Do Cancer Treatments Cause Infertility?
Whether cancer treatments cause infertility depends mostly on whether and where radiation is being directed. Chemotherapy, on the other hand rarely affects fertility long-term.
Some cancer treatments can cause infertility while others do not. This will depend on where the cancer is located, the treatments chosen and how long the treatments must last. Not all infertility associated with cancer treatment is long term.
In men, infertility can occur is the stem cells responsible for sperm production are damaged during cancer treatment. These stem cells can be put on hold, so to speak, or damaged to the point that sperm production cannot be regained in the future. Most often, infertility in men due to cancer treatment will occur in cases where the cancer is located in or around the reproductive system and radiation is directed towards that area. This could include, but is not limited to, prostate cancer and testicular cancer.
In women, infertility occurs when the eggs and the ovaries are all damaged during cancer treatment. The ovaries contain the total number of eggs the female will have for her entire lifetime at puberty. The eggs do not reproduce as the sperm reproduce in men. If the eggs are all damaged, an egg donor can be used if the uterus is not damaged during treatment.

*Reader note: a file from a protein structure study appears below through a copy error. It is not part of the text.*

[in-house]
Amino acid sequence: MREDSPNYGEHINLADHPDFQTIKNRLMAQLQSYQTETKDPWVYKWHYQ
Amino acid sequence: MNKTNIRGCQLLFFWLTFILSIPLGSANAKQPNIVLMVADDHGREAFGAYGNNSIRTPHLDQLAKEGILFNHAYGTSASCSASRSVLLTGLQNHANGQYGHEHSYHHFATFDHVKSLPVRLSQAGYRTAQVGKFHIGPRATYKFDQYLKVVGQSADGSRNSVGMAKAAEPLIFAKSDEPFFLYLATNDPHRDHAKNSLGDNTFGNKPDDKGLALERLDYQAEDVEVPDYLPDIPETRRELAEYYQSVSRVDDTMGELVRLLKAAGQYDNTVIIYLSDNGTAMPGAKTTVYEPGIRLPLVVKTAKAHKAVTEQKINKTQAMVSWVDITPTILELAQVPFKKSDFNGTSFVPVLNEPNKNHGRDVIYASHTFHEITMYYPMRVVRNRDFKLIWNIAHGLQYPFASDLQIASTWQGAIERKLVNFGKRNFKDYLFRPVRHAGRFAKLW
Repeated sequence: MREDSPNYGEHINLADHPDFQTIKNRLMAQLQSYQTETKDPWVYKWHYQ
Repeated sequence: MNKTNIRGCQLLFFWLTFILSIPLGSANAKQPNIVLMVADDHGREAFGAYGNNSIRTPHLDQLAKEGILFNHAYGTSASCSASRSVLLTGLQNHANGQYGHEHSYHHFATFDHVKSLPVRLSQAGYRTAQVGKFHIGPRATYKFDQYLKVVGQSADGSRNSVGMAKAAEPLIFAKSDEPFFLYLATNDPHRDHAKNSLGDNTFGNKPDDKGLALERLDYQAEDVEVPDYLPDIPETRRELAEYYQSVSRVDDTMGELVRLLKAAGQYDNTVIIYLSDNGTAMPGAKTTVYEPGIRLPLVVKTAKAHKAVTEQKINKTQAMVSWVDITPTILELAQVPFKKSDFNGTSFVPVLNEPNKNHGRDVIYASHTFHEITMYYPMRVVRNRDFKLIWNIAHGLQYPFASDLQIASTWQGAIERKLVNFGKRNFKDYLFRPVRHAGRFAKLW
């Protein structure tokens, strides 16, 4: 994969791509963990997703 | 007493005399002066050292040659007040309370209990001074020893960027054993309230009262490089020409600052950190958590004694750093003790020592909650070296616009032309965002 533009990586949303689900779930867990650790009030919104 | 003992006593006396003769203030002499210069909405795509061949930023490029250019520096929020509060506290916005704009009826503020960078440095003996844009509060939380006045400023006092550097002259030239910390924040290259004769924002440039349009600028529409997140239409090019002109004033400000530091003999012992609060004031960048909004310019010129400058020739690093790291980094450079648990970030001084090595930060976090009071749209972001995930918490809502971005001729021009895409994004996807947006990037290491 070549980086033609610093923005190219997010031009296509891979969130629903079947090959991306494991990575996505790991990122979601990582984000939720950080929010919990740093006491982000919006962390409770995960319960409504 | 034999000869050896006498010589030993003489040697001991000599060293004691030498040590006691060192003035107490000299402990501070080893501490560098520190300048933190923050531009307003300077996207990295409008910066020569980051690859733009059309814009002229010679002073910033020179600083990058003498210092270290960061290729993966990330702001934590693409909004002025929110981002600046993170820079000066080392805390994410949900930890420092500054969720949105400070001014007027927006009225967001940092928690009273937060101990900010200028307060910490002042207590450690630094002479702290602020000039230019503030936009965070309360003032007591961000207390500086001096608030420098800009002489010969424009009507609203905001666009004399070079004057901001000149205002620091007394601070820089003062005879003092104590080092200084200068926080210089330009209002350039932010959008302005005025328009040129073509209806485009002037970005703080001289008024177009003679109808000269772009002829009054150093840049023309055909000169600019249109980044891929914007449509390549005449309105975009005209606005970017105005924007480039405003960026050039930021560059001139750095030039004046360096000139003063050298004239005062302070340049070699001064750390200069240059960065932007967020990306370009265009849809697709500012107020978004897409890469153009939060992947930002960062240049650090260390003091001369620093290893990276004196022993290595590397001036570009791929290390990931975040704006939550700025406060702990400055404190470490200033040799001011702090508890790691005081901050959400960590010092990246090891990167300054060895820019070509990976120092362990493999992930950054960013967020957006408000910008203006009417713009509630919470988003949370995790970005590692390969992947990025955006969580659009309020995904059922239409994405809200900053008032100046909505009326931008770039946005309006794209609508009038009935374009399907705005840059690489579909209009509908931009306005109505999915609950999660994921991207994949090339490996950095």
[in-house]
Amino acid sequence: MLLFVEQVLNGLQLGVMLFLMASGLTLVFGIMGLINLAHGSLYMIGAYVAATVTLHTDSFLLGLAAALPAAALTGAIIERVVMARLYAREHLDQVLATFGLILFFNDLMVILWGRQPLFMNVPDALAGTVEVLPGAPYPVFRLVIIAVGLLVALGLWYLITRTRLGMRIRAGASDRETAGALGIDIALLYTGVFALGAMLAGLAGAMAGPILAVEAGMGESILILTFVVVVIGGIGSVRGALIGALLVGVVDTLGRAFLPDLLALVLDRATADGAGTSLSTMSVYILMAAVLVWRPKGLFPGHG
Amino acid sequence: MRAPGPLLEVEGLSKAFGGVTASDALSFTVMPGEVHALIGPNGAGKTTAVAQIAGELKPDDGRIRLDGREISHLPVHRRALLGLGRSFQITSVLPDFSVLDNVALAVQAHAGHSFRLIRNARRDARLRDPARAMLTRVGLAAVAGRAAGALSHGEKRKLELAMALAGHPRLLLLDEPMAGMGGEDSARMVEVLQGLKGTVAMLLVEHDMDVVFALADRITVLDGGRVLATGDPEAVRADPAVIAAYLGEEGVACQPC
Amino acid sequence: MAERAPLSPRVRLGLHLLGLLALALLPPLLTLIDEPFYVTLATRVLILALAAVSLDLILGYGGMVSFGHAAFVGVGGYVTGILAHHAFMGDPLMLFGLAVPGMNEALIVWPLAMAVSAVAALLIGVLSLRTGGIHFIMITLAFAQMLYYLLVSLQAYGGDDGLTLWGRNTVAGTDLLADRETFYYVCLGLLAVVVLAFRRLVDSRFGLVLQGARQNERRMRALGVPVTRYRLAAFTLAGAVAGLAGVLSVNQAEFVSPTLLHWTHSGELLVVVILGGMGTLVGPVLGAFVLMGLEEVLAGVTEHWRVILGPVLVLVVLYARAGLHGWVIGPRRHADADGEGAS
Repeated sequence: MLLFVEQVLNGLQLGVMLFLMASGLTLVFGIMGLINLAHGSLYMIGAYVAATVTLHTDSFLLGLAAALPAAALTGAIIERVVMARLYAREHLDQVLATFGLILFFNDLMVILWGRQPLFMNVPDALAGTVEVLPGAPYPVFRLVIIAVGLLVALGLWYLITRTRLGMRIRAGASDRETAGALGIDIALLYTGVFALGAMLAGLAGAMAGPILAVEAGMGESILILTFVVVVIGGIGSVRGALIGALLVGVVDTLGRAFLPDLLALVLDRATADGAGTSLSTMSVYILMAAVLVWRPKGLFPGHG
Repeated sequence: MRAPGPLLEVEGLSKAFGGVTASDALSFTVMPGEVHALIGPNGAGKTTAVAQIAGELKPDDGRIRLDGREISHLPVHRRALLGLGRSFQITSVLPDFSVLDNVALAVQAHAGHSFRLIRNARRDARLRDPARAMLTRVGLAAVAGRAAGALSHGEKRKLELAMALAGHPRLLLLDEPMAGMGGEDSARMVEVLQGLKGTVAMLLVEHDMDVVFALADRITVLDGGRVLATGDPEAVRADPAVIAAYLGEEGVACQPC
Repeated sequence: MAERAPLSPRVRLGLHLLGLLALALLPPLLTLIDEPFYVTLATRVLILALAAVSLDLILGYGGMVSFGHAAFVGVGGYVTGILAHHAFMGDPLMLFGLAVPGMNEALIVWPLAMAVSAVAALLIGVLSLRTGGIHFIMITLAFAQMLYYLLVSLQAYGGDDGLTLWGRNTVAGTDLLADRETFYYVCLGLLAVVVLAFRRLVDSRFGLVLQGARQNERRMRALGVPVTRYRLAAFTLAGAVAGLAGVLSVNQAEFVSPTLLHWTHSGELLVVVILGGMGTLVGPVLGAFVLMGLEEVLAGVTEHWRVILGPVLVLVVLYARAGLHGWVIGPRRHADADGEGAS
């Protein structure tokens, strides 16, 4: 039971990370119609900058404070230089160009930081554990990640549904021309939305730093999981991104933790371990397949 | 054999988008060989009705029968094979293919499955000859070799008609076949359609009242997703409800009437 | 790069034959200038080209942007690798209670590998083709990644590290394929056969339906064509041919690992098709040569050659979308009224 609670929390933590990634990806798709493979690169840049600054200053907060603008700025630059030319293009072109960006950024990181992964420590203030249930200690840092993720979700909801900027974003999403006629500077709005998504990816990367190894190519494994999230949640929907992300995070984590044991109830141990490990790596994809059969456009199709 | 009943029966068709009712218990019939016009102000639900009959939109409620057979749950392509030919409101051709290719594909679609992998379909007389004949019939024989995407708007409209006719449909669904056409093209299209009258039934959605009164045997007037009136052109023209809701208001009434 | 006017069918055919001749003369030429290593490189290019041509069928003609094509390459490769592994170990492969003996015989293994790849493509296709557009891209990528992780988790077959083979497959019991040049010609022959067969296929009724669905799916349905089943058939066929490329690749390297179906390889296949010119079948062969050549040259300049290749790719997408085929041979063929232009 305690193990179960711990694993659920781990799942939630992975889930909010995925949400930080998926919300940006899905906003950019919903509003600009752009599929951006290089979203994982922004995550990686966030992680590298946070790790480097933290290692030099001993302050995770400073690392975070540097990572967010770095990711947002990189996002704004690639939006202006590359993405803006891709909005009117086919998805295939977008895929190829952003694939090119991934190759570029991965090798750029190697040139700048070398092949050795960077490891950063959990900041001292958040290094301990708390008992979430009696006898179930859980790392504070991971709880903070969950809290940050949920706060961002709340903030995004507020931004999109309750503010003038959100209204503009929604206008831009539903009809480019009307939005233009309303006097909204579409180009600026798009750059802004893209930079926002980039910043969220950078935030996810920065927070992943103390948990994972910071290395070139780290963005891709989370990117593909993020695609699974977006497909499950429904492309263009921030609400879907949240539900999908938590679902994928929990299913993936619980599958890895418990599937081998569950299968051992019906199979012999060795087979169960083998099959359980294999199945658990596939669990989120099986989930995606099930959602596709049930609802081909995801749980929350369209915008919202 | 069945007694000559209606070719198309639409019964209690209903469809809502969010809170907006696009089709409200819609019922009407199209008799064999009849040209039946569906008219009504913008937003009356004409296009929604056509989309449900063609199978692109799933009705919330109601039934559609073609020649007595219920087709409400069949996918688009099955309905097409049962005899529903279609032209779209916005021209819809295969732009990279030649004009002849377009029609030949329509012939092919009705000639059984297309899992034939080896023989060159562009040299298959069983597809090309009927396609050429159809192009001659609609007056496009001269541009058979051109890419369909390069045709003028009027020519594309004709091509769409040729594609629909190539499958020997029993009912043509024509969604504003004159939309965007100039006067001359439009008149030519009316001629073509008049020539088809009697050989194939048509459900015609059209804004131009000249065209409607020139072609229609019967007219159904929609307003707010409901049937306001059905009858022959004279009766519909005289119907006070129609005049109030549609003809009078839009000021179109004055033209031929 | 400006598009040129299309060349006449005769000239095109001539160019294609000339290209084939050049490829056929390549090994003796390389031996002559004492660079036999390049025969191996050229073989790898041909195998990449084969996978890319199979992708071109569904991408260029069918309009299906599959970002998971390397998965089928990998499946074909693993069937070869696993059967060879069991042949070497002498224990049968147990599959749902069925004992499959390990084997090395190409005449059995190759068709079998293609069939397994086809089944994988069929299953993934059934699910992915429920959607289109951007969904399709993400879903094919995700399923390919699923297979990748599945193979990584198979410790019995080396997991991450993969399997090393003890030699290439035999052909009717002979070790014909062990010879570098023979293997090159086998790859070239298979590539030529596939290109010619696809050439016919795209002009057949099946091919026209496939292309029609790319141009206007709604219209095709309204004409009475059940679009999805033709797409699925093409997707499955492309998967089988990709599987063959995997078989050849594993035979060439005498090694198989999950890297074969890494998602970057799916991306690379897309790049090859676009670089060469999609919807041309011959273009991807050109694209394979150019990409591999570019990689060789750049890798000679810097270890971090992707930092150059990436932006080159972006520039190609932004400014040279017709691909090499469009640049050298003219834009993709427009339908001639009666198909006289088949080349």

Sometimes, when radiation is directed to the uterus, surgery can be performed prior to radiation and the ovaries can be placed out side the field of radiation.
Both males and females have the opportunity to preserve fertility with cryotherapy before cancer treatment begins. Cryotherapy is the process of freezing sperm or freezing eggs for use after the cancer treatments are complete and the cancer is eradicated. If the female patient is unable to carry children after the cancer treatments are complete, the frozen eggs can be used with a surrogate mother to produce a biological child.